The Summit Mine

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Tim Ehrhardt photos

The most recent activity at the Summit Mine involved plotting it for a subdivision. The plans even made it as far as a presentation to the Gila County Board of Supervisors, but the plans made it no further than the paperwork.

photo

Tim Ehrhardt photos

The most recent activity at the Summit Mine involved plotting it for a subdivision. The plans even made it as far as a presentation to the Gila County Board of Supervisors, but the plans made it no further than the paperwork.

Just a little bit outside of the Country Club Vista subdivision in northwest Payson lays a rather interesting spot. It’s a little bit more than 12 acres in size and a few years ago it was slated to become a subdivision itself. Recently though, it’s continued to be empty with the exception of a passerby or two. But a 100 years ago it was a much more active place. It was the Summit Mine.

A 1920s University of Arizona Mining Bulletin on gold and copper deposits near Payson, Ariz. omits mention of the Summit Mine. This was a spot that was known, but which never seemed to be in the upper echelon of area mines. But that doesn’t mean it wasn’t discovered and it doesn’t mean that there wasn’t considerable speculation around it at various points in time.

Records indicate that James Fleet and G.V. Kell filed a claim on the Summit Mine on April 13, 1881. It’s uncertain what happened after that, but by 1890 Herbert H. Logan had filed a patent on the claim. It was one of several patents that Logan had on mines in the area. Amongst the others were the Delaware, Oxbow and Gowan. Not a whole lot is known about Logan. He died in Guaymas on Nov. 27, 1901 of dysentery.

Off and on work appears to have continued on this mine over the next couple of decades. A 1925 report on the Payson Mining District stated the following on this mine, “This is about two and half miles northwest of Payson. There were quite extensive workings, which are now entirely caved. Considerable ore is said to have been produced and a large dump is stated to average $7 in gold. This is worthy of later investigation.”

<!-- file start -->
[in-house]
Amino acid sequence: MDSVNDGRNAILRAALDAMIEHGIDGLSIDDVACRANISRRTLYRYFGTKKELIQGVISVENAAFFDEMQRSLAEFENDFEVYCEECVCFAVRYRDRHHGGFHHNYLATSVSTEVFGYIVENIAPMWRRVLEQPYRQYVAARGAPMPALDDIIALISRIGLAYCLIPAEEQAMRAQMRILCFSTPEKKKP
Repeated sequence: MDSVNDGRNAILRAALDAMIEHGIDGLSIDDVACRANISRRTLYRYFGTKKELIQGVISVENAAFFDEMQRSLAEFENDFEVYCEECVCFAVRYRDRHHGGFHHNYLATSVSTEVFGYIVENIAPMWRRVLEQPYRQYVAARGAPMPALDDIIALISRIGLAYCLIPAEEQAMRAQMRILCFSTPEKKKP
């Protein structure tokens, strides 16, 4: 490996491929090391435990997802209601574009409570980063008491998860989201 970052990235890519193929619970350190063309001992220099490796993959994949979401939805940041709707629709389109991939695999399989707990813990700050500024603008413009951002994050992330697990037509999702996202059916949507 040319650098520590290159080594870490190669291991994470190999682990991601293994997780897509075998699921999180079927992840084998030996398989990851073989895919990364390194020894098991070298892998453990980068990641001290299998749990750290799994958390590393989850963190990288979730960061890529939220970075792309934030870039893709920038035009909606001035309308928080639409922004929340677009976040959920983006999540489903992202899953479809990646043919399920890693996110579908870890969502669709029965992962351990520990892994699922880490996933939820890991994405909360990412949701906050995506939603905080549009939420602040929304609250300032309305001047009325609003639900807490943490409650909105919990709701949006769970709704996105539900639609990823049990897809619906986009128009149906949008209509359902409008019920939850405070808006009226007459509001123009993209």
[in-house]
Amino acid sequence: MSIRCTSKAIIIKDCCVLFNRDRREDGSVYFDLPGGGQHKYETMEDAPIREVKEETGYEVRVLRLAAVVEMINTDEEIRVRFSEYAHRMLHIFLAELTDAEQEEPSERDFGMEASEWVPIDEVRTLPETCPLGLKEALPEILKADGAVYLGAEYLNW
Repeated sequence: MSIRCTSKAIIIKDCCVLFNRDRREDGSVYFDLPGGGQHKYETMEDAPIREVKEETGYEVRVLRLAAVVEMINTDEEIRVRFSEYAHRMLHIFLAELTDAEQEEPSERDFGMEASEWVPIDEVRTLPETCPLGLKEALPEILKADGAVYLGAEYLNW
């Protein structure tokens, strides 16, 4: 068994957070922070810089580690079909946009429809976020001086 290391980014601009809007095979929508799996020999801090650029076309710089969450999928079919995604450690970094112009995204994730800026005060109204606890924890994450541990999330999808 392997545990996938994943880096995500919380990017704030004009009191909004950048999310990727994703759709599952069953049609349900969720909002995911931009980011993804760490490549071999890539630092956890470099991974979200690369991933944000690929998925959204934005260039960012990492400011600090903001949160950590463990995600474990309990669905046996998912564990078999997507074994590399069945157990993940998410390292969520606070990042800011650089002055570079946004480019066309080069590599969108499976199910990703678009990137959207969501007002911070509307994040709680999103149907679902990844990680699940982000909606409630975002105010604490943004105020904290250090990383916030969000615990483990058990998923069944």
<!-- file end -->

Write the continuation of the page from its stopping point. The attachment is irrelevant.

In the 1940s work resumed again on this mine. It’s worth noting that a lot of marginal mines were worked during that time as America battled in World War II. It appears that quite a bit of work was necessary to resume mining. But the geological features section and summary helps to show why there was some interest in resuming work.

“A body of white to gray limestone is seen immediately north of the Summit workings, the long axis of this lime body, being closely following the same course as the Summit vein, the strike of which is about South 21 degrees East; the vein gangue composed of schist and ferruginous quartz where exposed, is of medium to soft texture, favorable towards mineral disposition.

“In conclusion beg to state the limited workings does not allow more definite [sic] forecasts, but a prospect of merit so far is indicated by the small amount of surface work, and I recommend that the work of the Main Shaft cleaning and repairs, should be made, in order that the splendid grade of ore as found at this main shaft collar, can be followed into its lateral and downward course.”

Shortly after this report The Summit Copper Mines Inc., was formed on Sept. 8, 1943. They were originally capitalized at 10,000 shares which eventually increased to 150,000 by late 1950. According to a prospectus from 1952, the company’s Board of Directors consisted of: R.W. Thompson, president, Payson, Ariz.; A.L. Gagnier Sr., vice president, Phoenix, Ariz.; Nina M. Thompson, secretary-treasurer, Payson, Ariz.; J.E. Shelton, director, Phoenix, Ariz.; H.R. Meadows, director, Phoenix, Ariz.; E.J. Cox, director, Phoenix, Ariz.; Marven Miller, director, Phoenix, Ariz.; Bob Cushman, director, Phoenix, Ariz.

The Thompsons appear to have been the driving force behind the company with R.W. also serving as general manager. It looks like the company never made much money, always believing that there was a lot of value yet in the mine, but never managing to really turn it into something. By the mid 1960s the company dissolved and the property then went through a series of owners.

In the early 2000s the property was targeted for development. The subdivision was to have consisted of 28 lots and was to be called Summit Springs. A preliminary plat was even filed with Gila County. Since then development has stagnated and the property current lies vacant as it waits for its next incarnation to be decided.

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